Mystery · YA

The Ivies by Alexa Donne

A murder mystery with a refreshing setting and perspective.

The story follows The Ivies, a group of five popular girls in an elite private school, who will stop at nothing to get admitted into the different Ivy League schools. Whatever needs to be done for them to stand out, they’ll do it, from sabotaging, blackmail, you name it. They are ambitious, ruthless and cruel. Everything is going fine, until one of them is found dead. Olivia, member of the Ivies and scholarship student, starts investigating only to slowly find out that she didn’t know her friends as well as she thought.

The plot kept me guessing who the murderer was and the motive. The list of suspects only grows as Olivia digs deeper into the web of lies, betrayals and schemes that her murdered friend was involved in. Even so, I had my suspicions and I ended up being right. It was fun to discover the motive though. The ending was realistic but also a bit disappointing.

As for the characters, Olivia is, among all the other characters excluding the police detective, the most reliable character, since she’s genuinely looking to find the person responsible for the murder. However, she is no saint. As part of the Ivies, Olivia is driven, just as ambitious as her friends and also participated in a fair share of cruel plots to get the upper-hand at her dream school, Harvard. She’s flawed and a liar, and she often justifies her actions with how anyone would have done the same to get ahead given the chance. She also constantly feels like an outsider, her complexes and insecurity about not being part of the elite society doesn’t change throughout the plot. She kept comparing herself to them and in her mind, her actions assure her a place among the Ivies.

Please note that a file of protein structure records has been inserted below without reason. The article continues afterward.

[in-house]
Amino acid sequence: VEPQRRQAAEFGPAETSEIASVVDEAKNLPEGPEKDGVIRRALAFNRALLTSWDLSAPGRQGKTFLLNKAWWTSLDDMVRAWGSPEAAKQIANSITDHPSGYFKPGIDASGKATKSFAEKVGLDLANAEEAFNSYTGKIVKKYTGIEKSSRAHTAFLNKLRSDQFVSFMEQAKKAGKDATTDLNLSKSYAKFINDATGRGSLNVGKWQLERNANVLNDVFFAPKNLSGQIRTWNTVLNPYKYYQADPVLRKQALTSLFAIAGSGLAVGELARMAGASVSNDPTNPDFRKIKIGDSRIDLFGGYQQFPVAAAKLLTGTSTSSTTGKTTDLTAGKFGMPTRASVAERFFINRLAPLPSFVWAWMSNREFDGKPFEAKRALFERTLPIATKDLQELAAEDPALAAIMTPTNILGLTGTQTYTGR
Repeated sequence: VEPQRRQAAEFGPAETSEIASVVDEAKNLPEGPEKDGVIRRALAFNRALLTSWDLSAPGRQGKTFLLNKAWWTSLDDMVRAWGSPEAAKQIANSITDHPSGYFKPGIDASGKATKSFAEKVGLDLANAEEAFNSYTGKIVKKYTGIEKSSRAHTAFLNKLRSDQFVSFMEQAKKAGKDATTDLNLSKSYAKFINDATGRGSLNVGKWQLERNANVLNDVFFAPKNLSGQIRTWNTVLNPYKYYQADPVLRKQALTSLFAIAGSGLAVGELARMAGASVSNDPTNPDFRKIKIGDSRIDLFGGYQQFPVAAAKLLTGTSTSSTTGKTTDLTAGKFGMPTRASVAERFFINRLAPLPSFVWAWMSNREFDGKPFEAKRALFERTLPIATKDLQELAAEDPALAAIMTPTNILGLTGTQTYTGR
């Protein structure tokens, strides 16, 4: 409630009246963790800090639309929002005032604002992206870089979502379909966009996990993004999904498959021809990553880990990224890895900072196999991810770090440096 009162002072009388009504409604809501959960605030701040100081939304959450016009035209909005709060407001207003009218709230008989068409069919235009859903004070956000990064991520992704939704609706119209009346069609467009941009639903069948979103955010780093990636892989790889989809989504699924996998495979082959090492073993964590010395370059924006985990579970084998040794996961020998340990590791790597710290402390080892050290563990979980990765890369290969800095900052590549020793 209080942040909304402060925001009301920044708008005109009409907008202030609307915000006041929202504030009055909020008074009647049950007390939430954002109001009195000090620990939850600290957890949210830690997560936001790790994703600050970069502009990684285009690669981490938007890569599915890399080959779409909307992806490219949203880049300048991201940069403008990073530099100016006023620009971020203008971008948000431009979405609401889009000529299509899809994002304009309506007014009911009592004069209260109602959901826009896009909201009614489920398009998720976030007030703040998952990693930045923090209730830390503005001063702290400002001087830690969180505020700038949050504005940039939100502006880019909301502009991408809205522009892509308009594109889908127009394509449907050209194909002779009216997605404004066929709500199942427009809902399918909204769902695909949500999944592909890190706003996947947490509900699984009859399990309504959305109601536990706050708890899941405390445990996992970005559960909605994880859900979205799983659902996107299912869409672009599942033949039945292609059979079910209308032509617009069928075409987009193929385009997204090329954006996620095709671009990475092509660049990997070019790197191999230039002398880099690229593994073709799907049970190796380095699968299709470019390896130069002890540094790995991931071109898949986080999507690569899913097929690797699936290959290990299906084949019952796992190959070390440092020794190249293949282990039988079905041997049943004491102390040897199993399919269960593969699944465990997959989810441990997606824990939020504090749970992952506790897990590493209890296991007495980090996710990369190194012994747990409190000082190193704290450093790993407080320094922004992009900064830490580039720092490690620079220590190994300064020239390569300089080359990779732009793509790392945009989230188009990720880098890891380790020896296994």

In this group of friends, ambitious rules over loyalty and friendship, which makes the relationships shallow. Avery was the only one who showed some sort of real connection but in the end I couldn’t figure out if it was real or if she was just playing the part for her own benefit.

What didn’t work out for me was the lack of growing in the characters, particularly Olivia and Avery who remain faithful until the end to a system that screwed them over. There’s also the part of the toxic relationships they keep, learning how unhealthy and fake they are throughout the book and still changing nothing by the end of the story. It was really frustrating to see that Olivia continued to try and be a part of an elite that took away all her changes at her dream school.

I have mixed feelings about this one. It’s a great and addictive style of writing and the plot refreshing but there is room for improvement when it comes to character development.

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